- Marginal Standing facility
. Marginal standing facility (MSF) is a window for banks to borrow from the Reserve Bank of India in an emergency situation when interbank liquidity dries up completely.
. Banks borrow from the central bank by pledging government securities at a rate higher than the repo rate under liquidity adjustment facility.
. The MSF rate is pegged 100 basis points or a percentage point above the repo rate. Under MSF, banks can borrow funds up to 1% of their net demand and time liabilities (NDTL).
- Net Demand and Time Liabilities
. NDTL shows the difference between the sum of demand and time liabilities (deposits) of a bank (with the public or the other banks) and the deposits in the form of assets held by the other banks.
. Demand Liabilities include all liabilities which are payable on demand that include
. current deposits
. demand liabilities portion of savings bank deposits
. margins held against letters of credit/ guarantees
. balances in overdue fixed deposits
. cash certificates and cumulative/ recurring deposits
. Time Liabilities are those which are payable otherwise than on demand that include:
. fixed deposits
. cash certificates
. cumulative and recurring deposits
. time liabilities portion of savings bank deposits
. margin held against letters of credit
. Other Demand and Time Liabilities (ODTL) include:
. interest accrued on deposits
. bills payable
. unpaid dividends
. suspense account balances representing amounts due to other banks or public
. net credit balances in branch adjustment accounts
. any amounts due to the banking system which are not in the nature of deposits or borrowing
. Assets with the banking system include:
. balances with banks in current accounts
. balances with banks and notified financial institutions in other accounts
. funds made available to the banking system by way of loans
. deposits repayable at call or short notice of a fortnight or less
. loans other than money at call and short notice made available to the banking system
- Liquidity Coverage Ratio
. As part of post global financial crisis reforms, Basel Committee on Banking Supervision (BCBS) had introduced Liquidity Coverage Ratio (LCR), which requires banks to maintain High Quality Liquid Assets (HQLAs) to meet 30 days net outgo under stressed conditions.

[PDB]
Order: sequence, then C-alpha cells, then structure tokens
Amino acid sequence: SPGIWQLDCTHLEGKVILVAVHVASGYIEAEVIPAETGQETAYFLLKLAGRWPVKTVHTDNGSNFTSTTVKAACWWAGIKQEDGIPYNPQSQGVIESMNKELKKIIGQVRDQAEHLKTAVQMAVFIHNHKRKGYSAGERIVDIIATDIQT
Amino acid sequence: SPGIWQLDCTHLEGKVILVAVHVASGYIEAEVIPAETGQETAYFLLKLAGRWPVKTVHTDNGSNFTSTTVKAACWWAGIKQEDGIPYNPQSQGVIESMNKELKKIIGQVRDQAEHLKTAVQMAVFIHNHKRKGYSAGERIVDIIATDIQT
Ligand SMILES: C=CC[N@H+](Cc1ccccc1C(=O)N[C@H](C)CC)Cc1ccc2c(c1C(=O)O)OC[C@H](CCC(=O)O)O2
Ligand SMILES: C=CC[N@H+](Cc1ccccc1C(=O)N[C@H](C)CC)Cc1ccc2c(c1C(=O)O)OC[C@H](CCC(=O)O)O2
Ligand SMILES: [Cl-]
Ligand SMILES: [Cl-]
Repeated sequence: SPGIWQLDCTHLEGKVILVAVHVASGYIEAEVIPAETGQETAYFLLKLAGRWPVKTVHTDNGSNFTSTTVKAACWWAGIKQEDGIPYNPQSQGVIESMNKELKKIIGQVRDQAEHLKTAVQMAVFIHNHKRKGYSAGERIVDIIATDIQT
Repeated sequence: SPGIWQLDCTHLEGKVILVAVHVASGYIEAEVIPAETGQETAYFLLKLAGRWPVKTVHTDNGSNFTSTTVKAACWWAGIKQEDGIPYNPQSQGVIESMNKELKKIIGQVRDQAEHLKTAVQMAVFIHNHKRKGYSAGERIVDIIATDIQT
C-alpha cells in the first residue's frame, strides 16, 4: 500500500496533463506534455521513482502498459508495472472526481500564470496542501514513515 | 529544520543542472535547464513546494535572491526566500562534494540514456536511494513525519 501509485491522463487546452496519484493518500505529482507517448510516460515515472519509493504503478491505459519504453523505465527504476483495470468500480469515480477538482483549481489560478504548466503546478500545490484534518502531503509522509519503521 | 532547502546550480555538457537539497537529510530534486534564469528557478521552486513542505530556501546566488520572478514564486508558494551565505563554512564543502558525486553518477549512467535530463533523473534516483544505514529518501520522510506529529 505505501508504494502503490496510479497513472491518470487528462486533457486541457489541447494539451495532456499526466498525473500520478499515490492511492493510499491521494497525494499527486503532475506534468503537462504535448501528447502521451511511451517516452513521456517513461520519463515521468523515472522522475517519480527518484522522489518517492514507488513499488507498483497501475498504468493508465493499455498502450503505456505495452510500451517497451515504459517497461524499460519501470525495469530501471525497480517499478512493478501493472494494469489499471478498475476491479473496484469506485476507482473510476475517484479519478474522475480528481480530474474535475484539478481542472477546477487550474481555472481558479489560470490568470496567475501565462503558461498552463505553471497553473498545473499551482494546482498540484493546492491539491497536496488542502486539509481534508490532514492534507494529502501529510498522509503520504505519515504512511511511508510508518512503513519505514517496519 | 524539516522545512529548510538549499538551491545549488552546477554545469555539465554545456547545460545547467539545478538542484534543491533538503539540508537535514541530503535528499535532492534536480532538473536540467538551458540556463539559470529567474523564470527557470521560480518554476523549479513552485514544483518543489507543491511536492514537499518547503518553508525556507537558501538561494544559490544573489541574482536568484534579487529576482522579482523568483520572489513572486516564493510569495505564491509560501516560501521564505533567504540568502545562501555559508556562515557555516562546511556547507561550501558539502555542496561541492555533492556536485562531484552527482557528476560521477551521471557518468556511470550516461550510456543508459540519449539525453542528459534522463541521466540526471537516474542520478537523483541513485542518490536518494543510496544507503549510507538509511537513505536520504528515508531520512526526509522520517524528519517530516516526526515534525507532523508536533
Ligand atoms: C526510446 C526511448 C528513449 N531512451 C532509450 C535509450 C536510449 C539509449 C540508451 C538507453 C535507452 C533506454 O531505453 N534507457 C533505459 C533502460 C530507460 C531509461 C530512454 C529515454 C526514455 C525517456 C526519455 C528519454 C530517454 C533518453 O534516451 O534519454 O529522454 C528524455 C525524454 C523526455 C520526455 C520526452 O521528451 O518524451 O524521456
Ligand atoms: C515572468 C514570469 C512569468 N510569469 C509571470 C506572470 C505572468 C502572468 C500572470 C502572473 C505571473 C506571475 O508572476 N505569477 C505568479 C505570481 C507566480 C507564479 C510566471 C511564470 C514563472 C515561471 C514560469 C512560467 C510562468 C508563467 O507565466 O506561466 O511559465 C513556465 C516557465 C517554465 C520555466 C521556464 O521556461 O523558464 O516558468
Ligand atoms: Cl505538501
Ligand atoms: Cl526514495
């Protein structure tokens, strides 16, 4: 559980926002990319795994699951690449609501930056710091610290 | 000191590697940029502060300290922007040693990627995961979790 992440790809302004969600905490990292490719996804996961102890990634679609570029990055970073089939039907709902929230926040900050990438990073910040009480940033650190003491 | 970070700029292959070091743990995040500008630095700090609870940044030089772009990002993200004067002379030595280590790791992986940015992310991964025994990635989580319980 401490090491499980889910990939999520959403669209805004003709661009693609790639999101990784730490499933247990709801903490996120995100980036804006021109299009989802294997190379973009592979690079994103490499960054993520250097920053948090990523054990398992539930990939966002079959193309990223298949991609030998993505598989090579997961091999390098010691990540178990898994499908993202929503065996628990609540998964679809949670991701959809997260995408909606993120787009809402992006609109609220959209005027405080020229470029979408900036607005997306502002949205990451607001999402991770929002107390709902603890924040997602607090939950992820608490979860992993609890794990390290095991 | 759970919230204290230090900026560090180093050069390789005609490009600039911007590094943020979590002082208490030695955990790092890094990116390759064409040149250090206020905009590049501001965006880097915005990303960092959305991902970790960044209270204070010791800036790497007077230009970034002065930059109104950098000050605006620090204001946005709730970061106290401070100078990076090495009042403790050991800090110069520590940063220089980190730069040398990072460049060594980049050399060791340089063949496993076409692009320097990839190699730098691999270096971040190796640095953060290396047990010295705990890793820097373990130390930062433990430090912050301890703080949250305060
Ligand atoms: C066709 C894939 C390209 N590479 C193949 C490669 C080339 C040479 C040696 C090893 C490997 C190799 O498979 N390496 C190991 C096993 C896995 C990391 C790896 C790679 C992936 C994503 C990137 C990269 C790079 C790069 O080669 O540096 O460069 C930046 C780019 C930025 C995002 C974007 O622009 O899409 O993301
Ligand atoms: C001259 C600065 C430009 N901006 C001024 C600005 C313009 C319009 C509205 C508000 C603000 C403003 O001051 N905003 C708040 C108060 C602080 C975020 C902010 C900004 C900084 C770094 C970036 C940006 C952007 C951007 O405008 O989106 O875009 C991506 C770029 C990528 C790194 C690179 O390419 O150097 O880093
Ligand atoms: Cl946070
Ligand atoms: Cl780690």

. Further, as per Banking Regulation Act, 1949, the banks in India are required to hold liquid assets to maintain Statutory Liquidity Ratio (SLR). In view of the fact that liquid assets under SLR and HQLAs under LCR are largely the same, RBI has been allowing banks to use a progressively increasing proportion of the SLR securities for being considered as HQLAs for LCR so that the need to maintain liquid assets for both the requirements is optimised.
- Statutory Liquidity Ratio
. The ratio of liquid assets to net demand and time liabilities (NDTL) is called statutory liquidity ratio (SLR).
. Apart from Cash Reserve Ratio (CRR), banks have to maintain a stipulated proportion of their net demand and time liabilities in the form of liquid assets like cash, gold and unencumbered securities. Treasury bills, dated securities issued under market borrowing programme and market stabilisation schemes (MSS) also form part of the SLR.
- High Quality Liquidity Assets
. Assets are considered to be HQLA if they can be easily and immediately converted into cash at little or no loss of value. The liquidity of an asset depends on the underlying stress scenario, the volume to be monetised and the time frame considered.
. There are two categories of assets which can be included in the stock of HQLAs, viz. Level 1 and Level 2 assets. Level 2 assets are subdivided into Level 2A and Level 2B assets on the basis of their price-volatility.
. Level 1 assets include:
. Cash including cash reserves in excess of required CRR
. Government securities in excess of the minimum SLR requirement
. Within the mandatory SLR requirement, Government securities to the extent allowed by RBI under Marginal Standing Facility (MSF).